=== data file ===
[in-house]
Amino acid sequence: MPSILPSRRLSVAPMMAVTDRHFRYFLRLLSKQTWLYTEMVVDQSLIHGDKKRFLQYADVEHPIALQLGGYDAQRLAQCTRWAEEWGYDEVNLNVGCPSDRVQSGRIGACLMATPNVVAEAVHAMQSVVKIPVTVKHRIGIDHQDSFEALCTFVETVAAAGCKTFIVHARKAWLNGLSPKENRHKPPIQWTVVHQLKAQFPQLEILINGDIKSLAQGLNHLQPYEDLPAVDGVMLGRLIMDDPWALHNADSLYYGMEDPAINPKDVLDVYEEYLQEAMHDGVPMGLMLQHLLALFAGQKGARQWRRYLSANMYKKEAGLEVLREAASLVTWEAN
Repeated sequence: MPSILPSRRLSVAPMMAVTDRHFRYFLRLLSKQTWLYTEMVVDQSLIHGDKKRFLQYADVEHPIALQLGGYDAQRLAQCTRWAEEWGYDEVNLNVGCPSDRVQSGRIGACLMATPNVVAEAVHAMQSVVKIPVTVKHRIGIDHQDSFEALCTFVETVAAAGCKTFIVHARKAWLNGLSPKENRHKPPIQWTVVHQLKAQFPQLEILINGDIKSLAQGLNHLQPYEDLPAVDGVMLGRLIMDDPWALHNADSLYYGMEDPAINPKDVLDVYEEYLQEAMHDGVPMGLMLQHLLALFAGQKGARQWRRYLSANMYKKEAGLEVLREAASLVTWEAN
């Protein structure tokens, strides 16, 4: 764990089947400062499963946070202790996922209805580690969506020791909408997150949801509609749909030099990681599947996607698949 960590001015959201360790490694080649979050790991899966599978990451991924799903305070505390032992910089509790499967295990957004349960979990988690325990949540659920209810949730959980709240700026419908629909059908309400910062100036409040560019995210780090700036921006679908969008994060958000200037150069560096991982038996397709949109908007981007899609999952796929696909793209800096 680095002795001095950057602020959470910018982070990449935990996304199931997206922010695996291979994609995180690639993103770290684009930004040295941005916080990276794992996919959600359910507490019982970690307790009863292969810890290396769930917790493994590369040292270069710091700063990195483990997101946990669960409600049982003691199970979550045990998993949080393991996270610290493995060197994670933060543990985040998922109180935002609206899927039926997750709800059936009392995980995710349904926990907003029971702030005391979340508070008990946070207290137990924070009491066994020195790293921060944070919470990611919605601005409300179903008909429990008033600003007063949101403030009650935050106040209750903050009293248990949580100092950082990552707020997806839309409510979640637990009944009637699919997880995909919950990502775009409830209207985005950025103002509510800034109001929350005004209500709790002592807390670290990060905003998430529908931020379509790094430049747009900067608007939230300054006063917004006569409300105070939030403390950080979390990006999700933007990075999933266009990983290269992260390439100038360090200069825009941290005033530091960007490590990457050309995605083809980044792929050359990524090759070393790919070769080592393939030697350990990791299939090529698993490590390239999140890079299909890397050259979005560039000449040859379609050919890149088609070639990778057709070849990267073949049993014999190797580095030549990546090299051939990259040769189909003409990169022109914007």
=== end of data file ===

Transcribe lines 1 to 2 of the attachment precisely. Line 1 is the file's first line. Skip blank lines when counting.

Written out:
[in-house]
Amino acid sequence: MPSILPSRRLSVAPMMAVTDRHFRYFLRLLSKQTWLYTEMVVDQSLIHGDKKRFLQYADVEHPIALQLGGYDAQRLAQCTRWAEEWGYDEVNLNVGCPSDRVQSGRIGACLMATPNVVAEAVHAMQSVVKIPVTVKHRIGIDHQDSFEALCTFVETVAAAGCKTFIVHARKAWLNGLSPKENRHKPPIQWTVVHQLKAQFPQLEILINGDIKSLAQGLNHLQPYEDLPAVDGVMLGRLIMDDPWALHNADSLYYGMEDPAINPKDVLDVYEEYLQEAMHDGVPMGLMLQHLLALFAGQKGARQWRRYLSANMYKKEAGLEVLREAASLVTWEAN